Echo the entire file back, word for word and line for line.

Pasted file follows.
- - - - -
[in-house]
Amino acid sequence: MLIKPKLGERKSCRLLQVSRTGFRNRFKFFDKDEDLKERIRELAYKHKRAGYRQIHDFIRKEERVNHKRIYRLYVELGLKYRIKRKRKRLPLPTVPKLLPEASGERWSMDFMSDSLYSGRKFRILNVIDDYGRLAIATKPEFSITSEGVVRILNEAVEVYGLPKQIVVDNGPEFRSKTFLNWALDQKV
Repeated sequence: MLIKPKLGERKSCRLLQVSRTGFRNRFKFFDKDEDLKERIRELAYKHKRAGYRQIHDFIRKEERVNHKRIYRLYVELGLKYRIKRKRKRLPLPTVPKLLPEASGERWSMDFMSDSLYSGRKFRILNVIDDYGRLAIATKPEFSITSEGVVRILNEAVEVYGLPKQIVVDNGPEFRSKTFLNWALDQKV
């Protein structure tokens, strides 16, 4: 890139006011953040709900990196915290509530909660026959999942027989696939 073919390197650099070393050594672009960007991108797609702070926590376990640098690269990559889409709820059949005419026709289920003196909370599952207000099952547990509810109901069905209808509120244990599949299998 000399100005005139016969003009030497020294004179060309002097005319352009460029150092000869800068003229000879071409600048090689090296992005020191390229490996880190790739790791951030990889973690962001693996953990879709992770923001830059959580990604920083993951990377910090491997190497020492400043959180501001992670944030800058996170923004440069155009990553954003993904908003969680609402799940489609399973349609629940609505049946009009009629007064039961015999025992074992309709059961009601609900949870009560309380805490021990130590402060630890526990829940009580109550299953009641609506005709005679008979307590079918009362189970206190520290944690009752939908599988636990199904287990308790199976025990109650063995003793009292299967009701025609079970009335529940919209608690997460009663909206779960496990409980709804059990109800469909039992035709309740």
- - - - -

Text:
[in-house]
Amino acid sequence: MLIKPKLGERKSCRLLQVSRTGFRNRFKFFDKDEDLKERIRELAYKHKRAGYRQIHDFIRKEERVNHKRIYRLYVELGLKYRIKRKRKRLPLPTVPKLLPEASGERWSMDFMSDSLYSGRKFRILNVIDDYGRLAIATKPEFSITSEGVVRILNEAVEVYGLPKQIVVDNGPEFRSKTFLNWALDQKV
Repeated sequence: MLIKPKLGERKSCRLLQVSRTGFRNRFKFFDKDEDLKERIRELAYKHKRAGYRQIHDFIRKEERVNHKRIYRLYVELGLKYRIKRKRKRLPLPTVPKLLPEASGERWSMDFMSDSLYSGRKFRILNVIDDYGRLAIATKPEFSITSEGVVRILNEAVEVYGLPKQIVVDNGPEFRSKTFLNWALDQKV
């Protein structure tokens, strides 16, 4: 890139006011953040709900990196915290509530909660026959999942027989696939 073919390197650099070393050594672009960007991108797609702070926590376990640098690269990559889409709820059949005419026709289920003196909370599952207000099952547990509810109901069905209808509120244990599949299998 000399100005005139016969003009030497020294004179060309002097005319352009460029150092000869800068003229000879071409600048090689090296992005020191390229490996880190790739790791951030990889973690962001693996953990879709992770923001830059959580990604920083993951990377910090491997190497020492400043959180501001992670944030800058996170923004440069155009990553954003993904908003969680609402799940489609399973349609629940609505049946009009009629007064039961015999025992074992309709059961009601609900949870009560309380805490021990130590402060630890526990829940009580109550299953009641609506005709005679008979307590079918009362189970206190520290944690009752939908599988636990199904287990308790199976025990109650063995003793009292299967009701025609079970009335529940919209608690997460009663909206779960496990409980709804059990109800469909039992035709309740």